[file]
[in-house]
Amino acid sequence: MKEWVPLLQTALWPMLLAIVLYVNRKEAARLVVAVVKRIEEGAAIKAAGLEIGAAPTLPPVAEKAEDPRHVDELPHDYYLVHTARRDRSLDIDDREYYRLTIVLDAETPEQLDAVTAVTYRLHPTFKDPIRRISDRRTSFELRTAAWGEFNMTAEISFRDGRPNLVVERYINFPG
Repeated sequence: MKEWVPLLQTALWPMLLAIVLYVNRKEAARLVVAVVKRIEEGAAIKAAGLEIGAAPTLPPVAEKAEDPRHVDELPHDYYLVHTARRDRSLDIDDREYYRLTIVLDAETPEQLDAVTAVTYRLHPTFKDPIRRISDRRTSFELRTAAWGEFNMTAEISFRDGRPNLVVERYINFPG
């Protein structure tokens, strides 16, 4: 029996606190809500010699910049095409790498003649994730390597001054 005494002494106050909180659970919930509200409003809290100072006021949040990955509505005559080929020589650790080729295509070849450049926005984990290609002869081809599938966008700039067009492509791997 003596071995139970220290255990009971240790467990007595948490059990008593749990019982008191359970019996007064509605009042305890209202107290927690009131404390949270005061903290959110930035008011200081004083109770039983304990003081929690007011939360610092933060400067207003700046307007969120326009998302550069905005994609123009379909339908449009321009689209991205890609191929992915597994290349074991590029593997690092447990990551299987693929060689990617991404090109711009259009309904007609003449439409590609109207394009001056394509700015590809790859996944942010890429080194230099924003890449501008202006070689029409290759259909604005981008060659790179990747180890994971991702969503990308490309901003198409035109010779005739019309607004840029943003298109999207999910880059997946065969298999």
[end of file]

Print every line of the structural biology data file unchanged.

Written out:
[in-house]
Amino acid sequence: MKEWVPLLQTALWPMLLAIVLYVNRKEAARLVVAVVKRIEEGAAIKAAGLEIGAAPTLPPVAEKAEDPRHVDELPHDYYLVHTARRDRSLDIDDREYYRLTIVLDAETPEQLDAVTAVTYRLHPTFKDPIRRISDRRTSFELRTAAWGEFNMTAEISFRDGRPNLVVERYINFPG
Repeated sequence: MKEWVPLLQTALWPMLLAIVLYVNRKEAARLVVAVVKRIEEGAAIKAAGLEIGAAPTLPPVAEKAEDPRHVDELPHDYYLVHTARRDRSLDIDDREYYRLTIVLDAETPEQLDAVTAVTYRLHPTFKDPIRRISDRRTSFELRTAAWGEFNMTAEISFRDGRPNLVVERYINFPG
């Protein structure tokens, strides 16, 4: 029996606190809500010699910049095409790498003649994730390597001054 005494002494106050909180659970919930509200409003809290100072006021949040990955509505005559080929020589650790080729295509070849450049926005984990290609002869081809599938966008700039067009492509791997 003596071995139970220290255990009971240790467990007595948490059990008593749990019982008191359970019996007064509605009042305890209202107290927690009131404390949270005061903290959110930035008011200081004083109770039983304990003081929690007011939360610092933060400067207003700046307007969120326009998302550069905005994609123009379909339908449009321009689209991205890609191929992915597994290349074991590029593997690092447990990551299987693929060689990617991404090109711009259009309904007609003449439409590609109207394009001056394509700015590809790859996944942010890429080194230099924003890449501008202006070689029409290759259909604005981008060659790179990747180890994971991702969503990308490309901003198409035109010779005739019309607004840029943003298109999207999910880059997946065969298999």